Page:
Usually this weariness is compounded by seasonal woes—the everpresent grey skies of November, the lingering snow of early April.
This autumn, November is awash in sunshine, in unseasonably warm temperatures—a stretch of balmy fifty degree days! The semester ennui annoys because everything about these days, from tempered blue skies to gentle breezes to sun, glorious sun, calls me outside. Whispers, "This won't last...enjoy now."
I can almost remember those halcyon summer days when I lived purely in the moment.
And, on weekends that seem at once to stretch beyond two and a half days and to fly by, I begin to remember this other way. The bliss of a moment unfolding. The purity of full embodied mindfulness translated, magically, into a kind of self-forgetting, as the world simultaneously shrinks and expands.
Then Sunday evening descends, the work week beckons, and long goodbyes are said. I'm tempted to rush through the week, focused ever ahead, on Friday evening. On recipes to bake, laughs to share, walks to take, gasp—football to "watch."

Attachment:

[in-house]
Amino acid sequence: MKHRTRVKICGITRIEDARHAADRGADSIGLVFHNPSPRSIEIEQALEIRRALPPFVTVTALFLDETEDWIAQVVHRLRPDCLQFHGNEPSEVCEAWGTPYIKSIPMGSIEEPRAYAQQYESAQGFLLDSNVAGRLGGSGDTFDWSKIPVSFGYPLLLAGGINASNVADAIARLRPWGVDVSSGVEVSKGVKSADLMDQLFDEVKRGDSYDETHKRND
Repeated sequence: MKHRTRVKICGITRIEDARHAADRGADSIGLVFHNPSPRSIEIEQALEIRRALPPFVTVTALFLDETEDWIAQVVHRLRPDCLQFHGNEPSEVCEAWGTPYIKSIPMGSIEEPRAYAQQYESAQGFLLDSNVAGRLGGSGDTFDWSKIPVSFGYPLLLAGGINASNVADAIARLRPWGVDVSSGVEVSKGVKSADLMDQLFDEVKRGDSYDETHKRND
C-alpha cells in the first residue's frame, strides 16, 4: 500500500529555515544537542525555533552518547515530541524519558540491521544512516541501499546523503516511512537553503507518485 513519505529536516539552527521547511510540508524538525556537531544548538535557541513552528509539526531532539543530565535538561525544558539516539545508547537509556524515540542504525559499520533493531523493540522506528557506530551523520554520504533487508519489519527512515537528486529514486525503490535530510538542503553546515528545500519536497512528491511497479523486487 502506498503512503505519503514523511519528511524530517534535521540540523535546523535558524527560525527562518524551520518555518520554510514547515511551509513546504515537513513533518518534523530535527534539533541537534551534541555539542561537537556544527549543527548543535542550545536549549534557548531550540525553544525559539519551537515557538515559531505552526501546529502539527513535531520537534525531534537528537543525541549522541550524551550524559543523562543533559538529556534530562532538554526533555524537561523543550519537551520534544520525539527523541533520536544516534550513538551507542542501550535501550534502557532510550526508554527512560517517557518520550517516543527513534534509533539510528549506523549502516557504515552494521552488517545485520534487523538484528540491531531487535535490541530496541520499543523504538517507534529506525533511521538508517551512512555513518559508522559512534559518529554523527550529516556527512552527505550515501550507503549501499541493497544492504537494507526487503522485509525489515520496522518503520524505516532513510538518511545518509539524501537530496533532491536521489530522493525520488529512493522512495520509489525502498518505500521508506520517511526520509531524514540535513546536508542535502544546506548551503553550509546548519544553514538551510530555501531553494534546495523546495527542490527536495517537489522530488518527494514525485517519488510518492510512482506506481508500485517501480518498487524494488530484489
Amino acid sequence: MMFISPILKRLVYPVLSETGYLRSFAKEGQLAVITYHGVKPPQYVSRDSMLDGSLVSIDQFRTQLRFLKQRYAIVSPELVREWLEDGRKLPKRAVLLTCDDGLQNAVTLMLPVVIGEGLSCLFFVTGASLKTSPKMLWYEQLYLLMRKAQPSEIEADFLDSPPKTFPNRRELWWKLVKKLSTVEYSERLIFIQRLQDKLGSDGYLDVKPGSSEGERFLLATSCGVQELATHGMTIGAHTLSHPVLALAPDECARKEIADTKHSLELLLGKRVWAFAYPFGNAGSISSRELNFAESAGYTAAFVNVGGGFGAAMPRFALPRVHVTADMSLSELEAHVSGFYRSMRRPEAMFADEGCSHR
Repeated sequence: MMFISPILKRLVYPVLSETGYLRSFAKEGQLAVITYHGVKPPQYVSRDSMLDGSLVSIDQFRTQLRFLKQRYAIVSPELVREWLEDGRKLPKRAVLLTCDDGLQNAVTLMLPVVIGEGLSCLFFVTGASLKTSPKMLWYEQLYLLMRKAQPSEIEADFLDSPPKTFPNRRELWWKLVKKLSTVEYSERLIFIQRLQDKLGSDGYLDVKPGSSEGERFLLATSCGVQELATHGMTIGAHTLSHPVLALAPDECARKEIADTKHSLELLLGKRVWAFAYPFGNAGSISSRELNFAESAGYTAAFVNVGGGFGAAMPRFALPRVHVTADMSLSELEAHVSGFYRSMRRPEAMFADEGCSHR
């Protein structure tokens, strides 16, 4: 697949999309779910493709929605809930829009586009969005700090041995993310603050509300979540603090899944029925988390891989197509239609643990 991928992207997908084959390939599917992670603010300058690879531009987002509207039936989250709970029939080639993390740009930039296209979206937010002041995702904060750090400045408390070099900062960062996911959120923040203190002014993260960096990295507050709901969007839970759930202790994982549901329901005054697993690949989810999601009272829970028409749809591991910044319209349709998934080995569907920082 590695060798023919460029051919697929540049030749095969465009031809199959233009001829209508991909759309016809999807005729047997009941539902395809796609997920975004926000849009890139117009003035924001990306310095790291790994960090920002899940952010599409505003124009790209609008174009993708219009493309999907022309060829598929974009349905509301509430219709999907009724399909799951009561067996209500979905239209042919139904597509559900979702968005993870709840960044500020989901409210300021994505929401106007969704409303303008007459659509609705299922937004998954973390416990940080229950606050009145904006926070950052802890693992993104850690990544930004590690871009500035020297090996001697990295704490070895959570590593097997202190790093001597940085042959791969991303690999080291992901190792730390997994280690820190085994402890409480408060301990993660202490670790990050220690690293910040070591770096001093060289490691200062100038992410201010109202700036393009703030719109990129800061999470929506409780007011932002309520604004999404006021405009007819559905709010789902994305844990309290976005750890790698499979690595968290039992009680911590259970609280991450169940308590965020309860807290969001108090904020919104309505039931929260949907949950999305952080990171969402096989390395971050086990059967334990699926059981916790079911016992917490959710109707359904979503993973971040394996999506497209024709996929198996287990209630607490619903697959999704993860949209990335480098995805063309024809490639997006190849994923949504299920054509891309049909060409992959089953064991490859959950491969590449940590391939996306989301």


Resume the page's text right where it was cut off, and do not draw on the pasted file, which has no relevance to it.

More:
This is no way to live 5/7 of a week. And so...I throw my whole self into my work. I make crazy gestures and silly analogies to motivate students. I dispense unconventional life advice. I share baked goods. I take time to laugh with colleagues. I try, my best, to overcome that frustration, that weariness, that ennui, by being where I am.
I drive home, after a challenging and fun day at work, determined to use the scant hour and a half of remaining daylight to power walk my neighborhood and rake the front lawn. I leave my iPod inside, listening to the zoom of passing cars, the brash voices of teenagers, the scrape of my rake. I watch the sky burn golden in the West, and fade to pastel pink in the East. I feel the seasonal chill set in as the sun melts, and wrap my scarf closely around my cold nose. I comb, I lift, I scoop piles of dead leaves into the street. I don't think of verdant blossoms nor glistening snow.
I think of here. And now. How this moment contains everything.